There are other aspects of this symbolism-driven ‘soft Hindutva’ that are as troubling: an overriding anxiety not to be seen as sympathetic to Muslims; and a low key yet consistent messaging that underscores Mr. Gandhi’s position at the apex of the caste hierarchy as a “ janeu -wearing Hindu”. The phrase, used by a Congress spokesperson after Mr. Gandhi’s visit to the Somnath temple last year, was invoked by a BJP leader recently in the context of yet another temple visit by Mr. Gandhi, when he asked, “What kind of janeu-dhari are you? What is your gotra ?” The focus on Mr. Gandhi’s caste pedigree once again reveals how temple politics is never without its attendant caste politics.
Put simply, it gives the lie to Mr. Gandhi’s self-serving distinction between Hindutva and Hinduism, a distinction that is also becoming increasingly popular among an influential section of Indian liberals who, much like Mr. Gandhi, seem to have suddenly woken up to their Hindu identity in the last four years. For these ‘proud Hindus’, one of whom has recently penned a bestselling book on why he is one, the classical secularist position that one’s religion is a private matter and not an instrument to garner social or political capital is, of course, past its sell-by date.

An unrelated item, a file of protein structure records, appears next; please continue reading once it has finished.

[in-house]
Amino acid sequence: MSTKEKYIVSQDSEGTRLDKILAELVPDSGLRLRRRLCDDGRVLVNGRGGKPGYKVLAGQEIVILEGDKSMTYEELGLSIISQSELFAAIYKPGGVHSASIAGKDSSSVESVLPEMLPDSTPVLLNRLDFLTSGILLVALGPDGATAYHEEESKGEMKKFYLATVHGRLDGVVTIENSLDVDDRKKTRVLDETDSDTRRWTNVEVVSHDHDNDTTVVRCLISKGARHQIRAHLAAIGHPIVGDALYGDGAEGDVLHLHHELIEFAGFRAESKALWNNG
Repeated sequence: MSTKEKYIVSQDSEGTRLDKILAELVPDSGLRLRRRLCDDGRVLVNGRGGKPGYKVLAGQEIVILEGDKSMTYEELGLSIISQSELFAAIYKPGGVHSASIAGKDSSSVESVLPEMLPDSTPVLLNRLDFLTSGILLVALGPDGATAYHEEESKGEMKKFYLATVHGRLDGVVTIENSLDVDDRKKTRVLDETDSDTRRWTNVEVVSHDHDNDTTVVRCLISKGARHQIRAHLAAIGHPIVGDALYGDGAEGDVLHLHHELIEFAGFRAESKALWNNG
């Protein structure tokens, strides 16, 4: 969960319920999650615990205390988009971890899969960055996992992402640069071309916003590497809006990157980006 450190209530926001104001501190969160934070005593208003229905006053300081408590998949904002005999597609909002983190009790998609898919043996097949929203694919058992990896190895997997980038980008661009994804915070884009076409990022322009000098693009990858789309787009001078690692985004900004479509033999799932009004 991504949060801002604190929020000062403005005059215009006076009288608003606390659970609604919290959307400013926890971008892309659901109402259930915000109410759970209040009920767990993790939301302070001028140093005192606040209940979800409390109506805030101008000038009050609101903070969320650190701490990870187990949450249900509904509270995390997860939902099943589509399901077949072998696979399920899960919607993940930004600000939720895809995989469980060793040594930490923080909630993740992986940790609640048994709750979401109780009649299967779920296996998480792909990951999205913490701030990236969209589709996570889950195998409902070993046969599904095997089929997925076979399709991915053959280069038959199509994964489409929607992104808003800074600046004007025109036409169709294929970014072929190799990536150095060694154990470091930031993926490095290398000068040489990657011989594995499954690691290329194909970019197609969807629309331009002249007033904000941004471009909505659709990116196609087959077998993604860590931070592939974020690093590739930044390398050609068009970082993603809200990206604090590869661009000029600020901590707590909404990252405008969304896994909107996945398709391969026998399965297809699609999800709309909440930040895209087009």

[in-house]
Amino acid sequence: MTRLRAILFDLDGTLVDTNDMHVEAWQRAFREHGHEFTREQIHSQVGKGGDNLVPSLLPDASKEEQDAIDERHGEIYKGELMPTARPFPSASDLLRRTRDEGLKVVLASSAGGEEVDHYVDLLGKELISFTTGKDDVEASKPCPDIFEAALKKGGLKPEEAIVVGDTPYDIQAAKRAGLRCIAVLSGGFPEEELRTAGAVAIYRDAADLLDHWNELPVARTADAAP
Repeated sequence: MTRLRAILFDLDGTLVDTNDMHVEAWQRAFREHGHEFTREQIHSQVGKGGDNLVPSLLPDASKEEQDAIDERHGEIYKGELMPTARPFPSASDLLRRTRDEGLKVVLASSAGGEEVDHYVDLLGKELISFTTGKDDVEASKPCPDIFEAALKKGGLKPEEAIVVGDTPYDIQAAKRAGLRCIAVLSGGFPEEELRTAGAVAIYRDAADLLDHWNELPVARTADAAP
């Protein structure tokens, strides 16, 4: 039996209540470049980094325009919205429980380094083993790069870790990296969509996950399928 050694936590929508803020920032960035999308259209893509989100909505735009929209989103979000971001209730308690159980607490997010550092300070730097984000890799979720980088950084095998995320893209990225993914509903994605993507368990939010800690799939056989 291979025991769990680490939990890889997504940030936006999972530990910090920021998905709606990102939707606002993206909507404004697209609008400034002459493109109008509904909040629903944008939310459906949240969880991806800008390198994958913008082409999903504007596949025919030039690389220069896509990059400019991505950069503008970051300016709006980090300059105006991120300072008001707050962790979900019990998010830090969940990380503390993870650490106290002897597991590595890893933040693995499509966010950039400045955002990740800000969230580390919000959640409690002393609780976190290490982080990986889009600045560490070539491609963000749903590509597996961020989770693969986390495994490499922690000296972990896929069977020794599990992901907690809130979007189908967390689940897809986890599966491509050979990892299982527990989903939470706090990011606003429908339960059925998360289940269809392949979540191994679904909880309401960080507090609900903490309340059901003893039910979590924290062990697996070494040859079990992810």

The distinction between Hinduism and Hindutva — which only matters because of the political uses of religion —rests on two premises. First, that Hinduism is inclusive and progressive, while Hindutva is exclusionary and regressive; second, that Hinduism is individualistic and preaches tolerance, whereas Hindutva is a supremacist ideology that deploys angry mobs to subjugate other religious communities.
On Sangh Parivar’s page
While this is, no doubt, an interesting distinction, it is even more interesting that no Hindutva ideologue has ever expressed any discomfort with this definition of Hinduism that categorically rejects Hindutva. If anything, representatives of the Sangh Parivar have been pleased with the transformation of the Congress president into a tilak-wearing, temple-hopping ‘Hindu politician’.
The Congress becoming more ‘Hindu’ is but another sign of savarna consolidation, a movement of which Hindutva is the flag-bearer. Mr. Gandhi’s version of non-threatening Hinduism and the Parivar’s aggressive Hindutva are in complete agreement on one issue: caste. They both want to be the party of choice for the upper castes, and so long as this remains the case, the Congress cannot be expected to operationalise in its politics the principle of equality. In other words, liberals and other good-hearted people hoping that Mr. Gandhi and the Congress would rescue them from Hindutva may be in for a rude awakening. As is well known, god doesn’t help those who don’t help themselves.